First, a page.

What are the Gearing Ratios? Definition, Formula, And Is It similar to Debt-Equity Ratio?

Definition and Explanation

The gearing ratio is the group of financial ratios that compares the owner’s equity in the company, debt, or the number of funds the company borrows. Gearing can be defined as a metric that measures the company’s financial leverage. The key four ratios include Time Interest Earned, Equity Ratio, Debt Ratio, and Debt-toEquity Ratio.

Financial leverage shows the degree to which the operations and the overall company if funded with equity financing versus debt financing.

Therefore, to summarize, gearing ratios can be defined as a group of financial metrics that compare shareholders’ equity to the existing company’s amount of debt that the company has drawn.

This is considered to be a critical metric to gauge the company’s leverage, as well as financial stability.

They are compared with the other gearing ratios in the company to get an idea of the existing industry average.


Gearing Ratios are metrics, and to calculate gearing ratios, different aspects of the company are included.

The gearing ratios are different ratios measuring different things about a particular organization. Therefore, they are categorized into the following types:

Times Interest Earned = (Earnings before Interest and Tax) / Total Interest

(Times Interest Earned Ratio represents the company’s total earnings as a percentage of the interest that the company has paid.

This helps to show how much the company has earned against the interest and the financial cost it had to bear. )

Equity Ratio = Equity / Assets

(Equity Ratio is a representation of the total equity that the company has as a percentage of the total assets.

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This shows the company’s number of assets and the percentage of those assets backed by the company’s equity.) 

Debt Ratio = Total Debt / Total Assets

(Similar to the equity ratio, the debt ratio is considered to be a representation of the total assets that the company has, and out of those assets, how much is attributable to the debt that the company has drawn over the recent years)

Is Gearing Ratio similar to the Debt-Equity Ratio?

The Debt-to-Equity Ratio describes the total debt that the company draws against the total equity that the owners of the company have raised.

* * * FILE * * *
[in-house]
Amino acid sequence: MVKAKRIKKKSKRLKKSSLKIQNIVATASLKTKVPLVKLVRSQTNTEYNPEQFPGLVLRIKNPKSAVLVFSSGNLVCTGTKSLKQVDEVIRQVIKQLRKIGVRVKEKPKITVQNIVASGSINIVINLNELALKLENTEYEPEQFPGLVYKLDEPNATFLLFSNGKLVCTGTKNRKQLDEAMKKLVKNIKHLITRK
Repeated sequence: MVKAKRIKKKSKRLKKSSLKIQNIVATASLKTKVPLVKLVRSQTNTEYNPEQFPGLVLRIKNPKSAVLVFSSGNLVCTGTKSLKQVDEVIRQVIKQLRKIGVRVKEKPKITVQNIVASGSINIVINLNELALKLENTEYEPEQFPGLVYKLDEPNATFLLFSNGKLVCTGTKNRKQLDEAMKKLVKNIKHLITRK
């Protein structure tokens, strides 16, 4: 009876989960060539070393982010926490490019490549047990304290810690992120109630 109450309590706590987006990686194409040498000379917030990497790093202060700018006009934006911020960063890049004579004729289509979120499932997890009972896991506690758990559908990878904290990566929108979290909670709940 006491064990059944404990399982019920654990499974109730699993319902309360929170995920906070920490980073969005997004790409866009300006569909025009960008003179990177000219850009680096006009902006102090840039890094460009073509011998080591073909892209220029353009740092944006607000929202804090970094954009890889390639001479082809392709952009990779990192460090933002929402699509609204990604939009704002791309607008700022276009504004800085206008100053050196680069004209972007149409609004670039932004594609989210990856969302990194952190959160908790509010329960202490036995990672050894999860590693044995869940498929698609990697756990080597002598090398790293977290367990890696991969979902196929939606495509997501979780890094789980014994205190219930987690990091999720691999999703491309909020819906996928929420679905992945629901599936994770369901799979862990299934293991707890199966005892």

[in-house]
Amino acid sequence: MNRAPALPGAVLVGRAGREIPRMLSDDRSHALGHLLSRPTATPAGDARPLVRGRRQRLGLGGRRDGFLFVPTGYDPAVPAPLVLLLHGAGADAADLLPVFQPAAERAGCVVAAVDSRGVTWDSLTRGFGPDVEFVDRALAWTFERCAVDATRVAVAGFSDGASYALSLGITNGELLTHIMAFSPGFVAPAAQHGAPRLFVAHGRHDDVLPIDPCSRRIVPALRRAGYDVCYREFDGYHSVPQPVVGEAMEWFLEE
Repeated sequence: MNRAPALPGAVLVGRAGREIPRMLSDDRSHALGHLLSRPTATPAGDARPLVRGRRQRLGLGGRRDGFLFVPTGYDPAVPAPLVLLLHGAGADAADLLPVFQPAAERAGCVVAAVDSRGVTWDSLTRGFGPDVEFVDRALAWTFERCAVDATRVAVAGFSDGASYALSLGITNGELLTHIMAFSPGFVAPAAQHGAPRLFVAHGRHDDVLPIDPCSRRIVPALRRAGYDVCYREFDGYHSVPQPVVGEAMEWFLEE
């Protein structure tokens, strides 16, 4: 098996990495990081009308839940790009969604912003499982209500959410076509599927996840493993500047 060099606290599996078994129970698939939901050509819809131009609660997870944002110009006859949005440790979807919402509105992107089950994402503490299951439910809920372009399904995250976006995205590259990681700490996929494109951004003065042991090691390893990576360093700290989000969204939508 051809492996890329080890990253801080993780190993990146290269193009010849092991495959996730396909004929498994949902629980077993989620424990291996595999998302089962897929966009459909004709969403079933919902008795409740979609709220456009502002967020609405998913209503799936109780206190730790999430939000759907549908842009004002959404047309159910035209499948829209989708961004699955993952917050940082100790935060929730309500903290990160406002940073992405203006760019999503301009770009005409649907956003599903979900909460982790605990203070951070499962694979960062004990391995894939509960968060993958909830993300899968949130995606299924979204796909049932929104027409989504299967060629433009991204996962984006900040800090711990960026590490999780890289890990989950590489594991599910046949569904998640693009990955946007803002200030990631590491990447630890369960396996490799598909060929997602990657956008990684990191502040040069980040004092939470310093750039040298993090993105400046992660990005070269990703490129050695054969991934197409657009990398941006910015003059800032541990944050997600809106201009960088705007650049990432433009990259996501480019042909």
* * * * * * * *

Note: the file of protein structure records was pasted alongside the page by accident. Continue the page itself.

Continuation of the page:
It directly shows the percentage of the company that is leveraged by debt.

In other words, it shows the amount of debt the company draws against every $1 of equity raised by the company. It is calculated using the following formula:

Debt-to-equity Ratio = Total Debt / Total Equity

Often this particular ratio is referred to as the gearing ratio. It is mainly because it tells about how much the company relies on debt versus the equity they have raised over time.

Therefore, it gives a beneficial insight into the company’s leverage position.

Hence, it would not be considered incorrect to say that the debt-to-equity ratio is considered a gearing ratio category.

However, gearing can also be measured using several other metrics and ratios, like the ones mentioned above.

How can Gearing Ratio be improved?

The Gearing Ratio is considered one of the company’s critical metrics. There is no specific ‘ideal’ gearing ratio for the company. It depends from company to company.

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The optimal debt-to-equity structure is a factor of many things, including the firm’s weighted average cost of capital, the cost of equity, and the cost of debt that the company has.

However, there are costs and benefits associated with being highly geared and lowly geared. Depending on the situation that suits the company best, this can be subsequently prescribed.

If the company is lowly geared, it has a significant amount of resources obtained from equity finances. To increase the company’s gearing, they are supposed to get debt.

They can either buy back shares from the existing shareholders (and issue debt against this repurchase) or take on more debt if they want to finance a particular project.

Similarly, if the company is highly geared and wants to reduce the gearing, the company can issue more shares and pay back the debt.

In most cases, servicing the debt and paying back the liabilities automatically reduces the company’s liability.